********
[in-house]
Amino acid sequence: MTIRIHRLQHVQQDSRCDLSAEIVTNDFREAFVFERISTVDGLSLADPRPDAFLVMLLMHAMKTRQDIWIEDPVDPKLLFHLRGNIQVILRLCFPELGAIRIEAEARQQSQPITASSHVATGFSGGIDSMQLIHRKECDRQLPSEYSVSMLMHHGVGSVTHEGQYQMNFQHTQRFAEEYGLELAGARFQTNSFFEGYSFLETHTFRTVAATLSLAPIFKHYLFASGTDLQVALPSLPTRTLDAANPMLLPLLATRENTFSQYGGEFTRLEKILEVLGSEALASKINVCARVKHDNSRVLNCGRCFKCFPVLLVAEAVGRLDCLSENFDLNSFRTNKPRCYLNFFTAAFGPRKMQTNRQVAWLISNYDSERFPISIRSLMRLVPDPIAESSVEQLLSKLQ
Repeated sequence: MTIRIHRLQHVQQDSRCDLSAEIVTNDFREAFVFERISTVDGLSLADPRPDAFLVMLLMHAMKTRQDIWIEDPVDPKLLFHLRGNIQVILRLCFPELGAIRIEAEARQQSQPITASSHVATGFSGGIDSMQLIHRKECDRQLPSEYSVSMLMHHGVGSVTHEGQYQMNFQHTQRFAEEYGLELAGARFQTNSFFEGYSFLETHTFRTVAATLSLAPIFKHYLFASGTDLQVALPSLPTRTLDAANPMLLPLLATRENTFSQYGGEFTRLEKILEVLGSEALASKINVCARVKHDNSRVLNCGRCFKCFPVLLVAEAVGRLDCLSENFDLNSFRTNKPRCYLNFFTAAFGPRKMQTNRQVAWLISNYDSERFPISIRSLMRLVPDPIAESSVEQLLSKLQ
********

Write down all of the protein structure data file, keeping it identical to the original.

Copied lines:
[in-house]
Amino acid sequence: MTIRIHRLQHVQQDSRCDLSAEIVTNDFREAFVFERISTVDGLSLADPRPDAFLVMLLMHAMKTRQDIWIEDPVDPKLLFHLRGNIQVILRLCFPELGAIRIEAEARQQSQPITASSHVATGFSGGIDSMQLIHRKECDRQLPSEYSVSMLMHHGVGSVTHEGQYQMNFQHTQRFAEEYGLELAGARFQTNSFFEGYSFLETHTFRTVAATLSLAPIFKHYLFASGTDLQVALPSLPTRTLDAANPMLLPLLATRENTFSQYGGEFTRLEKILEVLGSEALASKINVCARVKHDNSRVLNCGRCFKCFPVLLVAEAVGRLDCLSENFDLNSFRTNKPRCYLNFFTAAFGPRKMQTNRQVAWLISNYDSERFPISIRSLMRLVPDPIAESSVEQLLSKLQ
Repeated sequence: MTIRIHRLQHVQQDSRCDLSAEIVTNDFREAFVFERISTVDGLSLADPRPDAFLVMLLMHAMKTRQDIWIEDPVDPKLLFHLRGNIQVILRLCFPELGAIRIEAEARQQSQPITASSHVATGFSGGIDSMQLIHRKECDRQLPSEYSVSMLMHHGVGSVTHEGQYQMNFQHTQRFAEEYGLELAGARFQTNSFFEGYSFLETHTFRTVAATLSLAPIFKHYLFASGTDLQVALPSLPTRTLDAANPMLLPLLATRENTFSQYGGEFTRLEKILEVLGSEALASKINVCARVKHDNSRVLNCGRCFKCFPVLLVAEAVGRLDCLSENFDLNSFRTNKPRCYLNFFTAAFGPRKMQTNRQVAWLISNYDSERFPISIRSLMRLVPDPIAESSVEQLLSKLQ